UCL Entrepreneurship Guest Lecture 2011/12: Scott Allison, CEO, Teamly.com
By Wendy J Tester, on 27 October 2011
UCL Classics Student Carolina Mostert summarises the talk below.
Scott Allison is a busy man. He has just launched Teamly.com, his latest business, he sits on the board of The Entrepreneurial Exchange and is a Fellow of the Royal Society of Arts. This guest lecture series started fifteen minutes earlier than usual because straight after UCL Scott Allison was expected at Buckingham Palace for a meeting with the Queen.
About Scott Allison
Scott studied Electrical Engineering at university and went on to an elective course in Marketing Management. This, he recalled, was his “first switch to business”. As he was studying he set up Freedom Phones, his first business, which consisted in an online market for mobile phones. A few years later, Freedom Phones developed into the extremely successful Abica, a telecommunications provider which had as core principles quality and service. Abica won the Glasgow Business Award for excellence in customer service.
Teamly.com – The Background
“I had one foot in traditional entrepreneurship, but my real passion was internet”. After seeing Abica’s success, Scott took six months off during which he travelled and visited Silicon Valley, a place that was and still is inspiring to him. Teamly.com followed, a business that provides online tools to improve the way companies manage their staff and to work in the most effective of ways.
Teamly.com brings together what Scott is most passionate about: people and the internet. Working on his previous businesses, he says, made him realise “how lonely entrepreneurship is”. With Teamly, Scott had a chance to see his own personality link with his life. For instance, one of the core purposes Scott sets – both for himself and for his company – is to find good employees. This, in his opinion, is the most challenging task: everyone invests in brands emotionally and as a premise to one’s work one should aim to “deliver happiness”.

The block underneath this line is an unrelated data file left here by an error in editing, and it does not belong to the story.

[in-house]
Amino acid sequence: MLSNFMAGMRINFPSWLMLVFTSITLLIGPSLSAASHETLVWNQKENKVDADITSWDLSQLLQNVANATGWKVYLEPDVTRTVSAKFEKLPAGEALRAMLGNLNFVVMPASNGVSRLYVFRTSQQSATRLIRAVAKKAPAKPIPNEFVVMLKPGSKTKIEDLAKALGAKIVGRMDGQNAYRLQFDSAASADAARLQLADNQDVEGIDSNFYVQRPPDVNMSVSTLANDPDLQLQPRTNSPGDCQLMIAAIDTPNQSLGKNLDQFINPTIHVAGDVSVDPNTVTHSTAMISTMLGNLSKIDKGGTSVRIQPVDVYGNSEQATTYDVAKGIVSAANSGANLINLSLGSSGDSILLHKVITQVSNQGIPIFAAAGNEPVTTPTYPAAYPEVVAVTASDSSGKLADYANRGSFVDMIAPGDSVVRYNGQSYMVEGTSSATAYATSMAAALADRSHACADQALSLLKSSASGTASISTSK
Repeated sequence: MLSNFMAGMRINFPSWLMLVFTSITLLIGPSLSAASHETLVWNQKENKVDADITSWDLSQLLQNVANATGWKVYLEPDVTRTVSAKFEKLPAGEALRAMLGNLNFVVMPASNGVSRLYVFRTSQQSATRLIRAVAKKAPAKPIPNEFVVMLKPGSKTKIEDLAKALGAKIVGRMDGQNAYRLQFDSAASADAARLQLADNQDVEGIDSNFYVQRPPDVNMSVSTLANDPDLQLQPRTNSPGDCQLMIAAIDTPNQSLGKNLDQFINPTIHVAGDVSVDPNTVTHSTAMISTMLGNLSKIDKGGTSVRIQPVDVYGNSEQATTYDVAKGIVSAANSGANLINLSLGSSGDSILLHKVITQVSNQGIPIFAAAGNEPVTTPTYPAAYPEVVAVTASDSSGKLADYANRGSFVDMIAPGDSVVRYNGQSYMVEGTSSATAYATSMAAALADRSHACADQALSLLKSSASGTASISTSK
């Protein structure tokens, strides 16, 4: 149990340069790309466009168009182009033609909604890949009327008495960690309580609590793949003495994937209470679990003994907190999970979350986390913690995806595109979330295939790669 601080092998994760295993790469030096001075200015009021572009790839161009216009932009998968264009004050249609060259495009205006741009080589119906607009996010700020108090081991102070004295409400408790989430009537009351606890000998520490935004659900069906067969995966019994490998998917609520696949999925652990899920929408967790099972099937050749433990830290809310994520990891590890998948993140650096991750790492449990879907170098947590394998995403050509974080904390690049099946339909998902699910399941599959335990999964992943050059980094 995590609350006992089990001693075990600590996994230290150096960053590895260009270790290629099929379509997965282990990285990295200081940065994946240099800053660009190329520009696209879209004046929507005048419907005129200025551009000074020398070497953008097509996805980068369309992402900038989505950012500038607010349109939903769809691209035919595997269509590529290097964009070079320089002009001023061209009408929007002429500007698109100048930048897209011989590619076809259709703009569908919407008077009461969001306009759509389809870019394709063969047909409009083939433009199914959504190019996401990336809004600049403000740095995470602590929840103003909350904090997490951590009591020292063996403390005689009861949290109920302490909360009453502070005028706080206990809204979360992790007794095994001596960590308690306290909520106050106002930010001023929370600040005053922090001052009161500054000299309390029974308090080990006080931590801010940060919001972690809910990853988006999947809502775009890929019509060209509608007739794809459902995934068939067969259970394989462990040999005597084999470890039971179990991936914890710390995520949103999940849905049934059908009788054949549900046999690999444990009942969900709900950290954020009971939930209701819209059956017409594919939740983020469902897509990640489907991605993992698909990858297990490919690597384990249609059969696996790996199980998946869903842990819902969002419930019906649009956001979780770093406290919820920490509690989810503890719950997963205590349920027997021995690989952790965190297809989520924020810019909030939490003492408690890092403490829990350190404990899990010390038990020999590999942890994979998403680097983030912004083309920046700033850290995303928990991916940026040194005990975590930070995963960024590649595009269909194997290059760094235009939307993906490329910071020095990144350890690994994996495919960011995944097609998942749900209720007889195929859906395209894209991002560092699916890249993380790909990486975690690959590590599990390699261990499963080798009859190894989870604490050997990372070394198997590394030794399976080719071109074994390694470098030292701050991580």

Something Scott feels entrepreneurship has left him, however, as a valuable lesson is what he defines as the transition curve. At the beginning, when setting up a company, one is extremely optimistic: such is the state of “uninformed optimism”. Then follows the crisis of meaning, in which obstacles are encountered and hardships look overwhelming, a period which ends in “uninformed pessimism”. The last stage, that of the grown up businessman who understands the advantages and disadvantages of his job, Scott defines as “informed optimism”; this is the attitude, mentality, and state of mind that one should aim to maintain in business in the long-run.
Teamly.com – One Year On
Teamly is now about one year old. It is odd in the way it began: the research for it was carried out after the company had been set up, or rather, in the meanwhile. The underlying idea was that the employees would email Scott with ideas regarding the company; these emails were then reviewed by groups of other people and in many occasions put in practice. The secret behind the business of Teamly.com is, truly, its team. It is the team that makes the product “viral”, in Scott’s words – today’s market is a difficult one to access as well as expensive, and people must be drawn to your business by something contagiously charming.
In the next few years, Teamly will aim to support companies with about 500 employees. Whereas initially it raised money mainly through PR, its long term goal is to get as many people as possible involved for free and then convert a percentage of these into actual customers, charging them £8 per hour. “If you believe in what you are doing, that’s quite a competitive advantage”, Scott concluded. In order to get your product, get to know your users first – this was Scott’s piece of advice, belief and ultimately great advantage.
Written by Carolina Mostert, UCL Second year student studying Classics.